|Side-effects of fluocortolone||What can I do if I experience this?|
|A burning sensation, or smarting||These may occur in the first few days but usually get better after this|
|Thinning of the skin, permanent stretchmarks, allergic contact dermatitis, acne, rosacea, and hair growth at the site of application||These would normally only affect you if you use fluocortolone for long periods of time|
|The steroid may get through your skin and into your bloodstream||This usually causes no problem unless you use fluocortolone regularly for long periods of time on large areas of your skin|
Speak with your doctor or pharmacist for further advice if you experience these or any other side-effects which you think may be due to using fluocortolone.
How to store fluocortolone
- Keep all medicines out of the reach and sight of children.
- Store in a cool, dry place, away from direct heat and light.
Important information about all medicines
Make sure that the person supplying this medicine knows about any other medicines that you are taking or using. This includes medicines you buy and herbal and homeopathic medicines.
Before using this medicine tell your doctor if you have ever had an allergic reaction after taking or using any medicine.
Never use more than the prescribed dose. If you suspect that someone has swallowed some of the medicine by accident, contact the accident and emergency department of your local hospital for advice.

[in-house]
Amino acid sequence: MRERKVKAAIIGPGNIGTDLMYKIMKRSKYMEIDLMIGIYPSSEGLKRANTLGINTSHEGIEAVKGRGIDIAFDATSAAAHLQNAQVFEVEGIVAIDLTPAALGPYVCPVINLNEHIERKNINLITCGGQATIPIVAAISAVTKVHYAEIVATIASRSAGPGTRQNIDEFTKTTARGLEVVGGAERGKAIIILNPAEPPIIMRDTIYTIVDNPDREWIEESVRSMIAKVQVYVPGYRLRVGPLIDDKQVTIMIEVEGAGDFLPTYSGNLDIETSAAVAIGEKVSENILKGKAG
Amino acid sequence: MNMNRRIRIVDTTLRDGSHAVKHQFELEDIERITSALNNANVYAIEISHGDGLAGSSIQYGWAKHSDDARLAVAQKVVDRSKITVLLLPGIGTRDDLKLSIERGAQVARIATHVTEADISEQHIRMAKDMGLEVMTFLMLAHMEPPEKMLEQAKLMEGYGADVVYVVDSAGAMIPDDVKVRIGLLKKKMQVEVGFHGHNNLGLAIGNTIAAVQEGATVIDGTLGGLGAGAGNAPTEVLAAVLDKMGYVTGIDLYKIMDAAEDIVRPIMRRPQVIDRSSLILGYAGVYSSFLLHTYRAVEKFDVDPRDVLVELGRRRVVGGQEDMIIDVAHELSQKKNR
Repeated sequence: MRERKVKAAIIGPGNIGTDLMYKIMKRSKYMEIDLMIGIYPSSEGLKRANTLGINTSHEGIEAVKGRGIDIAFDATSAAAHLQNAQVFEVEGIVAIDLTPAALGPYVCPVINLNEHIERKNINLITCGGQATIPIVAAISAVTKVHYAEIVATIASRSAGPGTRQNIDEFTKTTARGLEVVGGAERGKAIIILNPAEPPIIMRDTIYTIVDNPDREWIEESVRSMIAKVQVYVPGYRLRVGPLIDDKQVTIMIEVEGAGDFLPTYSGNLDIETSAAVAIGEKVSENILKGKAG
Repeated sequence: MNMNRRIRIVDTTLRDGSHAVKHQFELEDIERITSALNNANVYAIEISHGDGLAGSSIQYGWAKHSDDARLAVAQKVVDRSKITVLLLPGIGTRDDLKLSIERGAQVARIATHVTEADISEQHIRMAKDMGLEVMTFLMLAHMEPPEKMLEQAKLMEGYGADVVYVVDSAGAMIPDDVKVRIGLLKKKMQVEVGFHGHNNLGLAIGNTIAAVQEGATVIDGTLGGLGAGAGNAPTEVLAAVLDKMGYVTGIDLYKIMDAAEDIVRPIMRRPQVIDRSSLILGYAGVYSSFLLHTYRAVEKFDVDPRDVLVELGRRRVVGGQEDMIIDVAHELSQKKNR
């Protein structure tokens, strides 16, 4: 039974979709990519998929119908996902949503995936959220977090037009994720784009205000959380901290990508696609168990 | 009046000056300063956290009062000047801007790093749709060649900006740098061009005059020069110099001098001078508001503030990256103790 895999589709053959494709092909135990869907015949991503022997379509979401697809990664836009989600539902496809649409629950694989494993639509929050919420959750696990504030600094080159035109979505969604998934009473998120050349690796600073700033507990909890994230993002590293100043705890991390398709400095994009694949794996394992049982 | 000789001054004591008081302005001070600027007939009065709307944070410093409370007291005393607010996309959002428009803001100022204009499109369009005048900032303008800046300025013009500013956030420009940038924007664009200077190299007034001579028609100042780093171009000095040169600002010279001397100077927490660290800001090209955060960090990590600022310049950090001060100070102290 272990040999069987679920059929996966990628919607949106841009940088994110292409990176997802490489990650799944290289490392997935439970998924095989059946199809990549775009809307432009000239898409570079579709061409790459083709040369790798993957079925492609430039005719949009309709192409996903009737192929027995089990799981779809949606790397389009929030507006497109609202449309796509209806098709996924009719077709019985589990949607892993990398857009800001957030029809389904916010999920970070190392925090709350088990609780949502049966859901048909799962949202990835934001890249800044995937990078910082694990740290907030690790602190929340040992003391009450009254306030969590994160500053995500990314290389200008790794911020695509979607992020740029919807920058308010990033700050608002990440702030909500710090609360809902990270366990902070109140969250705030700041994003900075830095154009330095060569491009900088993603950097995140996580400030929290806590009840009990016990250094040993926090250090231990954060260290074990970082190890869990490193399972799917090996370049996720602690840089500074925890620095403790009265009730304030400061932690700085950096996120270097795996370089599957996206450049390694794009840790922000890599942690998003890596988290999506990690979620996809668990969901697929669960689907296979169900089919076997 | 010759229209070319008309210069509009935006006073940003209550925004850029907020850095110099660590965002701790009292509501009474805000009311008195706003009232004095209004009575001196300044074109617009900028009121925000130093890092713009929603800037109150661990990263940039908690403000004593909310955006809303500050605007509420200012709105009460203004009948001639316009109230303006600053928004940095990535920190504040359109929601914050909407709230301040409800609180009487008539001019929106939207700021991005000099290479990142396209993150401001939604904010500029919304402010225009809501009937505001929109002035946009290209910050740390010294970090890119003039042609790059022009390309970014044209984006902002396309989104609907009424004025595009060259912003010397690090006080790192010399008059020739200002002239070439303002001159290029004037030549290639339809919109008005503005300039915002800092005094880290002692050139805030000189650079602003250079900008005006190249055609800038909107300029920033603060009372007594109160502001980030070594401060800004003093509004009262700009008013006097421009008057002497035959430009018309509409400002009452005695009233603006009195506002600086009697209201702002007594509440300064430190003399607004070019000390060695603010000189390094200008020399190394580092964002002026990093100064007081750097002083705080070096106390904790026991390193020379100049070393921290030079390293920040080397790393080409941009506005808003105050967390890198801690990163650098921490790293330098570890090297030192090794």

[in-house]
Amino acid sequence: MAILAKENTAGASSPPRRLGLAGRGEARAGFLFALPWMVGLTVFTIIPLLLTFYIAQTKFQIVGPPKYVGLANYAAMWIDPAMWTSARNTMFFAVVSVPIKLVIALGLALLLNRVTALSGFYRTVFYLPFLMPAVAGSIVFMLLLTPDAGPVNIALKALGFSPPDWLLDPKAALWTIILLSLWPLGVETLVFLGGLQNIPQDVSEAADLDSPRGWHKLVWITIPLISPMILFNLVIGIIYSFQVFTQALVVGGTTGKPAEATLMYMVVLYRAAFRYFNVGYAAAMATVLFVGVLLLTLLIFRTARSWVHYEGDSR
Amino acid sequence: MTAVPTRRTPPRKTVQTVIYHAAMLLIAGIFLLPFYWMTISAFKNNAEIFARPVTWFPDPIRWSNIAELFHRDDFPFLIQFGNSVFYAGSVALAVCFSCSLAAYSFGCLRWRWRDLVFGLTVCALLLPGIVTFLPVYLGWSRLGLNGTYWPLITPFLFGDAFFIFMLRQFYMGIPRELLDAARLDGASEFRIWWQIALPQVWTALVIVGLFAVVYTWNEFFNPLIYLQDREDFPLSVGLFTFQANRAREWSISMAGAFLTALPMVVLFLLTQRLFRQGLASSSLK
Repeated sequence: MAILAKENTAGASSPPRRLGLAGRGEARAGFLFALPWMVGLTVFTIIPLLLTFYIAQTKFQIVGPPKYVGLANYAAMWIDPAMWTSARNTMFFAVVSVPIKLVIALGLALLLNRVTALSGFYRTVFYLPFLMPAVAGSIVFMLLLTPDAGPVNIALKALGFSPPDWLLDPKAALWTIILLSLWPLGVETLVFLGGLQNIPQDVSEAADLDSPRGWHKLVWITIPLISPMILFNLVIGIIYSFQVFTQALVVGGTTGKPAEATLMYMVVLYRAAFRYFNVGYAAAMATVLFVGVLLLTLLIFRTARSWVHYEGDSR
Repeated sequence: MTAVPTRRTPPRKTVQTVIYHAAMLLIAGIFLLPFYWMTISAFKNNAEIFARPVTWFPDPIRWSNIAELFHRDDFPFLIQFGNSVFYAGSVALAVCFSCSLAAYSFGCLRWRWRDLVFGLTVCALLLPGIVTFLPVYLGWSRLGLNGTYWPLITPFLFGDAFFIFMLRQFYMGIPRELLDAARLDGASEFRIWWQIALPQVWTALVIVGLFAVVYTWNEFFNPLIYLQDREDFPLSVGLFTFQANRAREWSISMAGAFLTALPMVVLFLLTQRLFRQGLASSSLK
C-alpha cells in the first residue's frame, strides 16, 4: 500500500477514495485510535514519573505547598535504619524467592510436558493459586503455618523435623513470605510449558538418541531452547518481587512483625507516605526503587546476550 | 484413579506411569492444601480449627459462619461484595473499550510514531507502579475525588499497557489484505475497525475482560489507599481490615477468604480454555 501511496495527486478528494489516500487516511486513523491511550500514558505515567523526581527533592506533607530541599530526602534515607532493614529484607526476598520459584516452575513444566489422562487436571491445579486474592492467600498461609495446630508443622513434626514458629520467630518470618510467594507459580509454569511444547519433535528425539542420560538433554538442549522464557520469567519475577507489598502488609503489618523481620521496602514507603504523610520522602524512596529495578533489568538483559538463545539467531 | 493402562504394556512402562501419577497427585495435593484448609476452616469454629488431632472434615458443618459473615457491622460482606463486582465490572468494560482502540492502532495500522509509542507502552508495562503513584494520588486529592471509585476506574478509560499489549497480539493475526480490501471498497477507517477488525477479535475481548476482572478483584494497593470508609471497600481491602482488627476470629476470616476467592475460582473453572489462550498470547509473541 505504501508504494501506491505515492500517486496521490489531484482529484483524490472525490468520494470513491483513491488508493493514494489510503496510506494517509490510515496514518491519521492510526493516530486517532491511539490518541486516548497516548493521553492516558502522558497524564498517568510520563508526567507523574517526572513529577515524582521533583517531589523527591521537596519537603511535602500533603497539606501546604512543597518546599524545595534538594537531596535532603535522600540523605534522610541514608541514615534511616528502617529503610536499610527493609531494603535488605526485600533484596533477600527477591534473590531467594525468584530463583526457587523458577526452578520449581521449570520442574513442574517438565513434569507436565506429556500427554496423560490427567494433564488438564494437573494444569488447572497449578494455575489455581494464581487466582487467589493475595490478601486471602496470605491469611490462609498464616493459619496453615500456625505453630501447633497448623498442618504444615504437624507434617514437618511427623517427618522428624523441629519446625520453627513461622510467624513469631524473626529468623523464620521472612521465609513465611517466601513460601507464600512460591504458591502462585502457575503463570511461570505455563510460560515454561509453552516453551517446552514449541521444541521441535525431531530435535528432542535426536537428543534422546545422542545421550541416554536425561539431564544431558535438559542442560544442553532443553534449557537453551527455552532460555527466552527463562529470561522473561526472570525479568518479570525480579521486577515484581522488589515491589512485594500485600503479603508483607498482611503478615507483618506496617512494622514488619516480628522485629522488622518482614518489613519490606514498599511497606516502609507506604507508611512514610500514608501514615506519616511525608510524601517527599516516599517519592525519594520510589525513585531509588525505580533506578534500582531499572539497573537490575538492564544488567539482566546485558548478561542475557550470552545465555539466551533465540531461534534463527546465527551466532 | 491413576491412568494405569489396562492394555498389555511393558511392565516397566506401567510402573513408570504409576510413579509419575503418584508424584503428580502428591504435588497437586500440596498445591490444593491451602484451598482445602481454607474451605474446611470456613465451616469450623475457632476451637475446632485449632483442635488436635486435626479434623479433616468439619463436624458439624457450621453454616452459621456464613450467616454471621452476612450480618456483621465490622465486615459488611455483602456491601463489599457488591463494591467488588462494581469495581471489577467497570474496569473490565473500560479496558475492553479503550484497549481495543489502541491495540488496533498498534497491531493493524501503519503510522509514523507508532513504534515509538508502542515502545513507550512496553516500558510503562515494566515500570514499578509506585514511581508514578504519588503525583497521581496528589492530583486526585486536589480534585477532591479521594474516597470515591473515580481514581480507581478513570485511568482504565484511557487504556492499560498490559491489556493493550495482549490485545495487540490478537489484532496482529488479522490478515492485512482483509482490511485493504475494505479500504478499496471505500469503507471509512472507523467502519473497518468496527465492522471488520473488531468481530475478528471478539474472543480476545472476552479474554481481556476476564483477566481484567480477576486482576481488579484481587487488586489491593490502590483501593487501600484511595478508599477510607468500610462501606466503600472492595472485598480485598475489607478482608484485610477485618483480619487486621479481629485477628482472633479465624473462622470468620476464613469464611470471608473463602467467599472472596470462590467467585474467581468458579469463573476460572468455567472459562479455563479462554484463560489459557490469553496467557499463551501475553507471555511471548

If you are having an operation or dental treatment, tell the person carrying out the treatment which medicines you are taking or using.
If you buy any medicines check with a pharmacist that they are safe to take with your other medicines.
This medicine is for you. Never give it to other people even if their condition appears to be the same as yours.
Do not keep out-of-date or unwanted medicines. Take them to your local pharmacy which will dispose of them for you.
If you have any questions about this medicine ask your pharmacist.
Further reading and references
British National Formulary; 68th Edition (Sep 2014) British Medical Association and Royal Pharmaceutical Society of Great Britain, London
Hi guys, first time here. I am a 22 year old living in Jamaica. About 4 years ago, I went to my school's doctor because I had some skin discoloration. He simply looked at me and said "you have eczema"...Yung Sacca